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Rats. No thank you.
Rats. No thank you.

Debunked: Is a rat never more than a few metres away?

That would mean there could be one right at the foot of your bed, but is this actually the case?
Aug 18th 2013, 10:30 AM 42,705 103

IN A NEW series, takes a look at an urban myth, old wives’ tale, or something that your mammy told you years ago to see if there’s any truth in it.

You probably heard at some point in the past that there is always a rat within a few metres of you, and you were either fascinated or terrified.

It’s not a nice thought. Wild rats are frequently associated with unclean places, as the more food scraps and rubbish in an area the more they have to eat. They can also carry leptospirosis, commonly known as Weil’s disease, which can cause renal and liver failure. Having a few, if any, hanging around isn’t ideal.

However, seeing as the common brown rat is described as the “most widespread terrestrial mammal in Ireland“, there must be plenty of them to go around and so this is somewhat plausible. But just how many would we need if you were unable to move mere feet without encountering a rat?

Billions, and billions, of rats

  • We’ve settled on six feet as the distance in question as it is a familiar measurement, being just a few inches over the average height of a man, and is somewhere in the middle of the distances cited for this myth.
  • For argument’s sake, we’ll assume each rat has a circular area to themselves. For a rat to always be within six feet of you, this circle must be 11.49 square metres.
  • The area of the Republic of Ireland is 70,273 square kilometres, or 70,273,000,000 square metres.
  • That means we would have to have 6,116,013,925 rats in the Republic of Ireland for it to be impossible to move six feet without encountering a rat.

Obviously this is a bit unrealistic, but does it instill fear deep within your heart? Are you now conscious that one of these 6 billions rats could be scurrying under the floorboards literally inches away from you?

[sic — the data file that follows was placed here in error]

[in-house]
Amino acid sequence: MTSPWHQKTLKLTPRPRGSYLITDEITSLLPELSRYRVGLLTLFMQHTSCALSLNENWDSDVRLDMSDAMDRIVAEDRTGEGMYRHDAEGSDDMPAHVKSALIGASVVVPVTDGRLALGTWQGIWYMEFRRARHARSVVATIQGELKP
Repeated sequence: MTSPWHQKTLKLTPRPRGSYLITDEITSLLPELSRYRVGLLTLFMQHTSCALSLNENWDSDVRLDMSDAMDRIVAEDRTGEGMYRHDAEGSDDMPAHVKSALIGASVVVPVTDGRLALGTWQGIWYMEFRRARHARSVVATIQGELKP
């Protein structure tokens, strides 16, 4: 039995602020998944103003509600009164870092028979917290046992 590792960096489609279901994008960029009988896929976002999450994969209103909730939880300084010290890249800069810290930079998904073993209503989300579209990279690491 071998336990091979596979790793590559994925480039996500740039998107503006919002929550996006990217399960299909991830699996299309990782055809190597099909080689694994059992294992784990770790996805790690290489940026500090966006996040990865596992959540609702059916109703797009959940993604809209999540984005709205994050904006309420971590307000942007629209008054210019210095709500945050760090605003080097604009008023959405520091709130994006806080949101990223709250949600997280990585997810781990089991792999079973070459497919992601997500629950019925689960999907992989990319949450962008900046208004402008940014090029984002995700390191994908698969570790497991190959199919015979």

(Image Credit:

Calvin Jones, editor of, can quell your fears. He says that this belief of a rat being six feet away at all times is “almost certainly not the case”.

As well as this, he notes that “rats are very unevenly distributed”. They are more common in cities, where they can capitalise on food waste, and are less common in rural areas.

If you are walking through a busy city, it’s likely that you can be anywhere between three to thirty metres away from a rat at any time, far more than six feet. This is also in no way a guarantee.

Most rats avoid people

“Bear in mind that rats under your feet in sewers are usually separated from you by several metres of solid ground” Calvin told, “and most rats will go out of their way to avoid people, so it’s hardly going to be an issue when you’re walking down a city street.”

And if you do spot one? You will more than likely just see a “brown furry shape” scurrying away, as like most small mammals they’re more scared of you than you are of them.

You can now sleep tight, safe in the knowledge that the world isn’t filled to the brim with rats. There will be a few hanging around in certain spots, but they’re not everywhere.

Oh, and their population is definitely far, far, less than two billion.

Is there a myth you’d like debunked? Email

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Nicky Ryan


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